British Columbia

Surrey city crews halt tree-felling in Hawthorne Park due to protesters

City crews, who began cutting down trees in Hawthorne Park Tuesday to make way for a new road, have now stopped, saying protesters have made conditions unsafe.

Council unanimously approved project that staff say will increase park size and add improvements

A worker uses a chainsaw to cut down a tree in Hawthorne Park Tuesday. (Denis Dossman/CBC)

City crews have stopped cutting down in trees Surrey's Hawthorne Park, saying protesters have made working conditions unsafe.

Crews had begun cutting down the trees in a fenced area on Tuesday as part of a controversial road project.

As the work progressed, protesters gathered on the other side of the fence, holding up signs and asking motorists to honk in support as they kept up their fight to stop the work.

On Wednesday, a small group of protesters ran into the area, very close to the tree clearing.

Trevor Cox was one of the protesters.

"We've set up around a tree right now. We've set up a little vigil of all the broken trees, a candle, and a couple of things I've found in the forest," Cox said.

"[I will stay] as long as it needs to be, as long as they're not willing to tear down the forest any longer."

One of the protesters, Trevor Cox, says he'll stay as long as he has to to stop the tree-clearing. (Jesse Johnston/CBC)

Future light rail line location

The city wants to build a two-lane road through the park.

It says the project, a realignment of 105 Avenue, will reduce congestion along 104 Street and lay the groundwork for a proposed light rail transit system.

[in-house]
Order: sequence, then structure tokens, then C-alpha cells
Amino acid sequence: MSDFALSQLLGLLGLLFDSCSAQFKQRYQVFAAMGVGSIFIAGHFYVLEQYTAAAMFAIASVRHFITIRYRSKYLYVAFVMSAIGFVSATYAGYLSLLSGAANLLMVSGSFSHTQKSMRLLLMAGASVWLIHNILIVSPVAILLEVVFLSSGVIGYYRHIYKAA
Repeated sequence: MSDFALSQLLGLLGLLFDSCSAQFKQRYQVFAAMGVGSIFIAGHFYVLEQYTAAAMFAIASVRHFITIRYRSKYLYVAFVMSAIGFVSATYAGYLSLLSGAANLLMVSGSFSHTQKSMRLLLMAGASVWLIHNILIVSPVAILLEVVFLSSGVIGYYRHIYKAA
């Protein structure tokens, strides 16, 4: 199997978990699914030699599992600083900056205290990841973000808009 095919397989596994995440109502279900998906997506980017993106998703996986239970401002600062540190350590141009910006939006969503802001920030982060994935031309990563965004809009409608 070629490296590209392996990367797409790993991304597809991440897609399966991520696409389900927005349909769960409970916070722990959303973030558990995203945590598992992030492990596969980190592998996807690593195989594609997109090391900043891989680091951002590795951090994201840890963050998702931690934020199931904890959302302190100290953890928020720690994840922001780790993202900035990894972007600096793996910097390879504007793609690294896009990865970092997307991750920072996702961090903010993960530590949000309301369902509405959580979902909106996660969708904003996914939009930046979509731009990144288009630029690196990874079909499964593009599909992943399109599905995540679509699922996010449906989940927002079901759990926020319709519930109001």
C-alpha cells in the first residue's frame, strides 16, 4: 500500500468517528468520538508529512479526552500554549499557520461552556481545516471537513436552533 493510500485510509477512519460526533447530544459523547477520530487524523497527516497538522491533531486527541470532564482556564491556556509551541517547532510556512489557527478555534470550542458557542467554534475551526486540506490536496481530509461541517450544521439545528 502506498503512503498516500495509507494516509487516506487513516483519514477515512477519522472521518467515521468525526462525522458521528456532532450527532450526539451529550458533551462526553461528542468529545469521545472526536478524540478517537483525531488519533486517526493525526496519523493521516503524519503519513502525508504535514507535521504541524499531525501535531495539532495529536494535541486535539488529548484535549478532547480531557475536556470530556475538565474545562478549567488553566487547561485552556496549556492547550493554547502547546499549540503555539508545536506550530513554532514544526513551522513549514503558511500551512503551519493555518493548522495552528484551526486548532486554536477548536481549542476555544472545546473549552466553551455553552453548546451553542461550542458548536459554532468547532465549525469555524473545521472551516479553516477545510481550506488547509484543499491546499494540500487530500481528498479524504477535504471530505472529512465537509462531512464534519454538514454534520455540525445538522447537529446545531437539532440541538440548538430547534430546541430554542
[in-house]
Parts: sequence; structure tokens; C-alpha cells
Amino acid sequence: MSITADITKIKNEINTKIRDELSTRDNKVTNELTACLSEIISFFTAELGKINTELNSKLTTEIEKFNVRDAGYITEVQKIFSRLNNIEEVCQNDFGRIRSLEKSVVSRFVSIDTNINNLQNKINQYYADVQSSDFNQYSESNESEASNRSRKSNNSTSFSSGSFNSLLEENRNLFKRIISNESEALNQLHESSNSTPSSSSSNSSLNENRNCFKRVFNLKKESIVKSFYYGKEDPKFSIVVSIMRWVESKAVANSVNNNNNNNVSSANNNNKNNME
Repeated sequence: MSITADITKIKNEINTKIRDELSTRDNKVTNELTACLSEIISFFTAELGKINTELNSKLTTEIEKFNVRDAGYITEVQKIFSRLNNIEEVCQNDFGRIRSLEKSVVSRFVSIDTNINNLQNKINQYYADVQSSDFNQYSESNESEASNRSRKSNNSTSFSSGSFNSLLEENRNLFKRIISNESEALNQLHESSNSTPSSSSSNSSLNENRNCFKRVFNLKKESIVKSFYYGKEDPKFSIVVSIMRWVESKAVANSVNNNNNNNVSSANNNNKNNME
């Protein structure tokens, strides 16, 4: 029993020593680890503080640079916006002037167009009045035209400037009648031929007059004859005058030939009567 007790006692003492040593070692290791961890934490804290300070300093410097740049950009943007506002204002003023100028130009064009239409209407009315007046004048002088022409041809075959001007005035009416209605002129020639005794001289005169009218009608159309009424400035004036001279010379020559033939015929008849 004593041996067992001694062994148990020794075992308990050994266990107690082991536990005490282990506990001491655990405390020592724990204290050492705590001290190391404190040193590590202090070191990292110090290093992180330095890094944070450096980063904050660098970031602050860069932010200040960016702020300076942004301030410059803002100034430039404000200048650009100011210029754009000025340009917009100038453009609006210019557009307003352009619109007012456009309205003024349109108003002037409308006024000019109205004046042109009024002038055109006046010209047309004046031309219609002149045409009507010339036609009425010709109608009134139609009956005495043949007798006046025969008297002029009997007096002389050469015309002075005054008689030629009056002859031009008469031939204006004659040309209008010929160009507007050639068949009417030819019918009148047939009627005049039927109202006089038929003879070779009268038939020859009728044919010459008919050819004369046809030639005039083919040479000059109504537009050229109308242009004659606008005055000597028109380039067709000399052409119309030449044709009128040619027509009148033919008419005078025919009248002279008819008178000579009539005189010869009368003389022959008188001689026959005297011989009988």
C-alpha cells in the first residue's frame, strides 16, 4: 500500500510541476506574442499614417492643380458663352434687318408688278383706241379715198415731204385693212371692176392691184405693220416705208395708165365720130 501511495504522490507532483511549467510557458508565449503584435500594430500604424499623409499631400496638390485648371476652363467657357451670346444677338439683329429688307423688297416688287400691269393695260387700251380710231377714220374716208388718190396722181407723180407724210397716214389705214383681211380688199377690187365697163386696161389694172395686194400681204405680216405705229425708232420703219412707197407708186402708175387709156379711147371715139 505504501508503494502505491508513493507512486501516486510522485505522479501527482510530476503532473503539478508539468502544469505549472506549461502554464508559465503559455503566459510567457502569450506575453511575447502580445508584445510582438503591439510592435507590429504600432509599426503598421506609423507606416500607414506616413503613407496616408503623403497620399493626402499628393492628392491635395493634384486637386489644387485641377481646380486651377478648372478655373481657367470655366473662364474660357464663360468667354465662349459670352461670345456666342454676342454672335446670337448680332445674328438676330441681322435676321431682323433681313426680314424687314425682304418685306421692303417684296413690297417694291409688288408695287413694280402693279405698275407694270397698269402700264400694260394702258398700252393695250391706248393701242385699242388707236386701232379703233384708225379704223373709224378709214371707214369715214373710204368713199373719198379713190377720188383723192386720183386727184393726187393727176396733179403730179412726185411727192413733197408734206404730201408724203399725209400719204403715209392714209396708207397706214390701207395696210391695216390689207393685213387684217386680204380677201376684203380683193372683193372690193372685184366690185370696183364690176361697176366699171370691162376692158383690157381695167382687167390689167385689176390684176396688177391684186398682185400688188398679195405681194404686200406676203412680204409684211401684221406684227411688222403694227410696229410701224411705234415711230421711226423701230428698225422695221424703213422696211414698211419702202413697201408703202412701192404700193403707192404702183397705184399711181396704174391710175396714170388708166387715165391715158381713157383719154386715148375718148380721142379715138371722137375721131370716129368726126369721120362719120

A staff report tabled in late 2017 acknowledged the project "may be perceived negatively by some residents," but noted it also would result in a net two-hectare increase in the size of the 22-hectare park; $3 million for additional amenities, including new walking paths and wildlife crossings; and increase the number of trees in the park by 200.

It was unanimously approved by council in November.

Those opposed to the project say it cuts through a large, undisturbed portion of mature, natural park space and will splinter sensitive habitat areas for several species of birds and other types of wildlife.

However, the group failed to garner enough signatures on its petition to challenge the decision within the required time period.

Steven Pettigrew protests at Hawthorne Park in Surrey on Tuesday as the city begins work on a two-lane road. (Denis Dossman/CBC)

Despite this, Steven Pettigrew of the group Save Hawthorne Park still has faint hope the project can be stopped.

"Even though it's 11:59:59, we still haven't given up," Pettigrew said. "What they're doing is morally wrong."

"They say they're here to serve the city, but the city does not want this. They really, really need to listen to the people."

'Police officers will have to drag me out'

Cox, who is protesting the tree-cutting, says he's willing to get arrested for the cause.

"The police officers will have to drag me out. I will not be resisting. I will just stay limp," Cox said.

Project manager Victor Jhingan says he has spoken with the protesters.

"We've gone out there personally and asked them to leave on their own accord," Jhingan said.

"We're asking for them to protest outside of the area in a peaceful and lawful manner, to respect the construction zone not only for their own safety but the workers' safety."

Victor Jhingan, the project manager for the 105 Avenue Connector Project, says he's working to convince the protesters to leave on their own accord. (Jesse Johnston/CBC)

Jhingan said while the city is not considering a court injunction yet, it is "exploring all other options that may be needed to secure a safer site."

The project is expected to be completed in 2019 or 2020.

With files from Jesse Johnston, Liam Britten, and Meera Bains

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